The Howard County school system has strategic plans for learning and strategic plans for funding. Now, a strategic plan has been designed to help school employees persuade residents of Howard County that they should back all the other plans.
The Board of Education was asked at a recent meeting to fund the Strategic Public Relations Plan in the next budget. Under the plan, a selected group of opinion leaders in the county--who may be activists or even the barber--would be kept abreast of critical issues and encouraged to relay concerns to the superintendent. Each school employee would be trained as an "ambassador" to promote the system, and administrators and board members would be trained to deal with the media.
Also as part of the plan, babies delivered at Howard County General Hospital would receive a faux diploma and an "HCPSS Class of . . ." T-shirt and information about school system services. The county Department of Education would honor one resident each year for distinguished service to public education in the county. Interpreters would translate school system documents into Spanish, Korean and Chinese, and each school would get voice mail.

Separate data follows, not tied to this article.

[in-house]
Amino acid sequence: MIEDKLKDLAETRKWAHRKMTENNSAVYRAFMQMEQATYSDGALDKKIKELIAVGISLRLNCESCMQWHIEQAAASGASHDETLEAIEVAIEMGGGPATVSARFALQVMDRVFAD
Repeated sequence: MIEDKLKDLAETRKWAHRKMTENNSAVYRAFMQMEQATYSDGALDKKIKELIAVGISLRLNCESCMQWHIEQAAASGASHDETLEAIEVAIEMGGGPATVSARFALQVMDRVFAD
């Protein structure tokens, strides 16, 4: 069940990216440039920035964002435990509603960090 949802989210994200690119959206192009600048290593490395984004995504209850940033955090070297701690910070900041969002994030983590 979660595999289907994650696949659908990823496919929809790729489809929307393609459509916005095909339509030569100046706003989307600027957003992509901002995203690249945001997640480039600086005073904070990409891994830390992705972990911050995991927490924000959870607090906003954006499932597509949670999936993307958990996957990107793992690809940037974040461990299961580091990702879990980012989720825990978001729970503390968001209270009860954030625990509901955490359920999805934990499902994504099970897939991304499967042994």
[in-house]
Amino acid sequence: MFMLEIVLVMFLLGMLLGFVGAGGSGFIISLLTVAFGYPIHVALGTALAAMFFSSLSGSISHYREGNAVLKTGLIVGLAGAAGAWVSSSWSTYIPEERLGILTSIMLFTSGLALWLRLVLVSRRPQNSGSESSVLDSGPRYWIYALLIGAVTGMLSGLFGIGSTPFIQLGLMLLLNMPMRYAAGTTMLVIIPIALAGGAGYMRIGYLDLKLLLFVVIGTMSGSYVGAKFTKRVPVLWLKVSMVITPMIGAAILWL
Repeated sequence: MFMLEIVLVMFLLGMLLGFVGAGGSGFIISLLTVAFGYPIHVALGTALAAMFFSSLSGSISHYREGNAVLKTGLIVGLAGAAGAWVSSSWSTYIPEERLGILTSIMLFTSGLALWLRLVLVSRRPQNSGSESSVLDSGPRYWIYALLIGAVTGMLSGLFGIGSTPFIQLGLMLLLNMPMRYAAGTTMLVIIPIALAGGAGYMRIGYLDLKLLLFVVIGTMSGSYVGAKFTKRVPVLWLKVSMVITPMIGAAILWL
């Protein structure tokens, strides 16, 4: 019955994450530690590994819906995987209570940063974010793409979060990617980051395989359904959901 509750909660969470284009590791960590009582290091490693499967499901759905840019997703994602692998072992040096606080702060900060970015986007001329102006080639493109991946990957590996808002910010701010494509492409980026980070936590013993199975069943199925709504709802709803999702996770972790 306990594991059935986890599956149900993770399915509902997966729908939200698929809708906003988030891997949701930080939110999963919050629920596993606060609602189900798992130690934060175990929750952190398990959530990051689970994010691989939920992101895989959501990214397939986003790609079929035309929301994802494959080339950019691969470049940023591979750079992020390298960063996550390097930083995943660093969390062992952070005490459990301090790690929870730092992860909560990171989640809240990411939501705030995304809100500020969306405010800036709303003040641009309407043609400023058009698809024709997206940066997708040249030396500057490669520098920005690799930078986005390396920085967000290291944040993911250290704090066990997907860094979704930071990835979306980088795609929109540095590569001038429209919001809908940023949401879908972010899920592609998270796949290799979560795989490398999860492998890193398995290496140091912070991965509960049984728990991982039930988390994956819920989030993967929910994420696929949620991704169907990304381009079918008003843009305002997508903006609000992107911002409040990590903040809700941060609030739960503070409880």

There would be more opportunities for elected officials and the superintendent and school board to converse and share information. The school system would use the media--videos, CD-ROMs, shows on local cable--to showcase its good works. It also would improve its Web site and would consider using a telephone polling system to survey residents on various issues.
The school board had asked Superintendent Michael E. Hickey to appoint a committee to create the Strategic Public Relations Plan, which would cost $181,000 to implement, in order to get "the public and elected officials to support our educational goals and budgets," according to the report.
The board members "wanted to make sure that our communications and our public relations efforts were focused and were aligned," said Patti Caplan, the school public information officer who led the committee that created the report. "They saw that there was an opportunity to do a lot more than we were doing. Some of the old strategies and ways we were communicating were not going to be sufficient as we move into the next century."
The plan was the synthesis of interviews with administrators and community groups and satisfaction survey data from students, parents and staff members.